When marriages break up, kids need the comfort of routine more than ever. Rituals come to the rescue doing what they do best, providing a sense of predictability and normalcy, stability and security, comfort and love. I speak from personal experience. All the rituals I had spent years establishing helped me and my kids enormously, and Larry, too [after our divorce]. Continuing them sent the message loud and clear that although our family was changing, life would go on, routines would continue, dinner would be served.
What happens at the dinner table after the divorce? In this excerpt from her new book, The Family Dinner
, Laurie David—producer, author and former wife of Larry David—reveals her been-through-it strategies for keeping it all together...one meal at a time.
If family dinner had stopped, the lesson to my kids (and to myself) would be that we weren't whole anymore, that something was broken forever. I honestly didn't believe that to be true. The message I did believe, and the one our continuing dinners provided was—This family is changing, we are in a transition, but we are still a family! Not only that, but we are a family that is going to get through this and come out strong and connected.
Family dinner helped all of us weather the rough days by forcing my kids and I to deal with one another, by reminding all of us every day that we were still a family. Thank goodness for that toolbox of table games. When things got uncomfortable and no one was talking, I would toss out a spelling challenge or play the Pet Peeve game.
Then I took this concept one step farther. I had the notion (hope) that eventually I could even get my ex back to the table, with me sitting at it, for a once-a-month, dare say once-every-other-week, family dinner. Crazy, you say? Maybe it was, but I was eager to try. I wanted a different divorce model for my kids. They had lots of friends who were from broken homes (okay, that is a crazy expression we have to stop using. Could we make people feel even worse than they already do?) and whose parents were in constant battle. I didn't want to put my girls through that. They were innocent bystanders and deserved better.
Furthermore, I wanted them to understand that just because the marriage ended, it didn’t mean you no longer care about the other person. I believe it’s possible to have a loving divorce. It takes an enormous amount of courage to change your life. No one wants a marriage to end; no one wants to have that heart-crushing conversation with his or her kids, but it happens.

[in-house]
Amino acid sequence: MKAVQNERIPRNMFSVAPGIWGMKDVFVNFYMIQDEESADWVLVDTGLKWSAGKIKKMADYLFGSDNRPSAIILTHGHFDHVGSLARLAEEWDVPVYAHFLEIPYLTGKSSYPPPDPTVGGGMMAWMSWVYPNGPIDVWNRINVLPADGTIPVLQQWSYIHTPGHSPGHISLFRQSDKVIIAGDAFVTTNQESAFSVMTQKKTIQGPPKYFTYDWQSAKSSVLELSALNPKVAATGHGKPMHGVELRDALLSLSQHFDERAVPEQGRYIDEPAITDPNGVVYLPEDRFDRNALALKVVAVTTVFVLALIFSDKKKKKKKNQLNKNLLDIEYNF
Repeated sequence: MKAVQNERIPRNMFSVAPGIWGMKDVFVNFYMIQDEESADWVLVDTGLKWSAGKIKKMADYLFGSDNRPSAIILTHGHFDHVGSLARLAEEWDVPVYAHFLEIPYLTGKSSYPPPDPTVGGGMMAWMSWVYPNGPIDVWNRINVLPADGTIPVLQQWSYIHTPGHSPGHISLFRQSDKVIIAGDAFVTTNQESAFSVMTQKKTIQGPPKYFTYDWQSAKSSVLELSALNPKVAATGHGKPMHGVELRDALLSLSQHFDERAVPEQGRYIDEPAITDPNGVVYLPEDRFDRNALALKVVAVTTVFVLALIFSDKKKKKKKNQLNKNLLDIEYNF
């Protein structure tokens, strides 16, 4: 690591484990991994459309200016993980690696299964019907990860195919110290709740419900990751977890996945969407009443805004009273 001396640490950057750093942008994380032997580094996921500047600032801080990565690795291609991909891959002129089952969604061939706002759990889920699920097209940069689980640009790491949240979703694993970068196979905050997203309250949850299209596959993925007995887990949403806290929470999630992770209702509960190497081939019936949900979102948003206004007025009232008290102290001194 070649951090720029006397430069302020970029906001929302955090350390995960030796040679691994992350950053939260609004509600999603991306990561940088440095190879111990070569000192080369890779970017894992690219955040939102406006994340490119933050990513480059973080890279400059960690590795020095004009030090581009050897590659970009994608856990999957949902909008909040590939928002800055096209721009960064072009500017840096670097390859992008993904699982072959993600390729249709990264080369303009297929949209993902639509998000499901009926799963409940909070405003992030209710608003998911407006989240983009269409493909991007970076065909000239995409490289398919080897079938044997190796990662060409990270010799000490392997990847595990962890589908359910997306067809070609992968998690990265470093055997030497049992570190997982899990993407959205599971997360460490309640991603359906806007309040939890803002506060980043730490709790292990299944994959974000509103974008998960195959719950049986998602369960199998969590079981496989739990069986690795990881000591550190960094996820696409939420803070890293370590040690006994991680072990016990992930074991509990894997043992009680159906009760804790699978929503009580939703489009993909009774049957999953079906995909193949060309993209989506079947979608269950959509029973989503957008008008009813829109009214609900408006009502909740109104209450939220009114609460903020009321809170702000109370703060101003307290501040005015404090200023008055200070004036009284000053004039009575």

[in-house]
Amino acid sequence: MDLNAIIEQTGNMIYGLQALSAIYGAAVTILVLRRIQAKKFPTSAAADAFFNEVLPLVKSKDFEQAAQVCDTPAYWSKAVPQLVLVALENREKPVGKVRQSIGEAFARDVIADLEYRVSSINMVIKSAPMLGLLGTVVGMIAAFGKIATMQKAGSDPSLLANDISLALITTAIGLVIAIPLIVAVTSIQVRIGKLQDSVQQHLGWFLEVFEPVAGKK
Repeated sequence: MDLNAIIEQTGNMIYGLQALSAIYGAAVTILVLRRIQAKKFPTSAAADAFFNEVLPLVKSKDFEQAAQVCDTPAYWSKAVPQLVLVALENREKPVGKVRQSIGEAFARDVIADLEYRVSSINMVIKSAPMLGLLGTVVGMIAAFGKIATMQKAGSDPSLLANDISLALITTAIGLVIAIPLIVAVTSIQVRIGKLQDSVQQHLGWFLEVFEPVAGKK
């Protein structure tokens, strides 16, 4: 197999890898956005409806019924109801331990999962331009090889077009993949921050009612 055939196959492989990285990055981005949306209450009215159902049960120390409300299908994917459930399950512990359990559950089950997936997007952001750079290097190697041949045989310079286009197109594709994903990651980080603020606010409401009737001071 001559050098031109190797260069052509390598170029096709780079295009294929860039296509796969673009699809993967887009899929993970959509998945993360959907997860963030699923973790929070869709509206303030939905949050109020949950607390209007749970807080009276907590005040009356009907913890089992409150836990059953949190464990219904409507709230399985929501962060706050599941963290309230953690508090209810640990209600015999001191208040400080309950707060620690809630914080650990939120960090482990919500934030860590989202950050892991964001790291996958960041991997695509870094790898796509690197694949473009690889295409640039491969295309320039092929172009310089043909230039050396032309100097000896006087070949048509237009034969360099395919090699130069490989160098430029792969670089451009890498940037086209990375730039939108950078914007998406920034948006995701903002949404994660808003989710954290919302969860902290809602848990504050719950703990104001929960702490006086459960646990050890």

I wanted an open line to my girls' dad so that we could be in sync as we headed into those turbulent teen seas I wanted both homes to have consistent values and rules if possible. I wanted to disarm my kids' potential bag of tricks. You know, the game where they play one parent against the other: "But Dad said..." or "At Dad's I can..." I wanted communication and transparency.
I also didn't want to cheat myself out of seeing one of my kids' most important relationships change and evolve as they got older. I didn't want to be excluded from all the laughs and inside jokes they shared with their father, and I didn't want to have that awful sense of feeling left out of half of my kids' life. I didn't want my kids thinking that their two parents weren't in constant contact and in total agreement. I didn't want to lose too much parental power.
Big agenda, I know, but I have taken on big challenges before! Family dinner would be the vehicle to get me there. Slowly, I started to ask Larry if he would have dinner with the kids and me on one of my nights. I received quite a few emphatic nos and then, lo and behold, I got a yes.
That first dinner was exactly what you can imagine: awkward and miserable, but mercifully quick. The girls downed their food in one gulp and hightailed it out of the kitchen with excuses of showers and homework. Larry left pretty quickly, too. Time was on my side, though. One meal turned into several, and soon enough we got back to our old family dinner ritual of "If It's Sunday We Must Be Eating Chinese Food." I would order the favorites and he would do the pickup on his way over to the house.
Eventually, the meals got a little longer, a little more relaxed; one night Larry even stayed for a movie afterward. Within the year, we branched out and started including local restaurants—still mostly Chinese, but at least we were out of the house. To this day I enjoy the surprised look on people's faces when they recognize Larry and realize he is having dinner with the kids and me! I'm sure one day I will read a gossip item saying how Larry was out to dinner with a woman who looks just like his ex-wife! Ha. It is his ex!
I wanted a happier, more inclusive divorce than what is generally the norm. I fought for it, but I couldn't do it alone. It took both parents, and two great kids, and a hexagon-shaped table, and all the word games that forced us to laugh even when we were hurting. During the most challenging time in my life, family dinner provided the space to reconnect with one another, to shore one another up, to remind us that we were okay. The shared meal was the path in. Amen.
Ready for a game night with your family? Try Laurie David's 3 ways to avoid the silent dinner table.
Excerpted from The Family Dinner by Laurie David. Copyright © 2010 by Hybrid Nation, Inc. Used by arrangement with Grand Central Publishing. All rights reserved.
Printed from Oprah.com on Wednesday, June 19, 2013
© 2012 Harpo Productions, Inc. All Rights Reserved.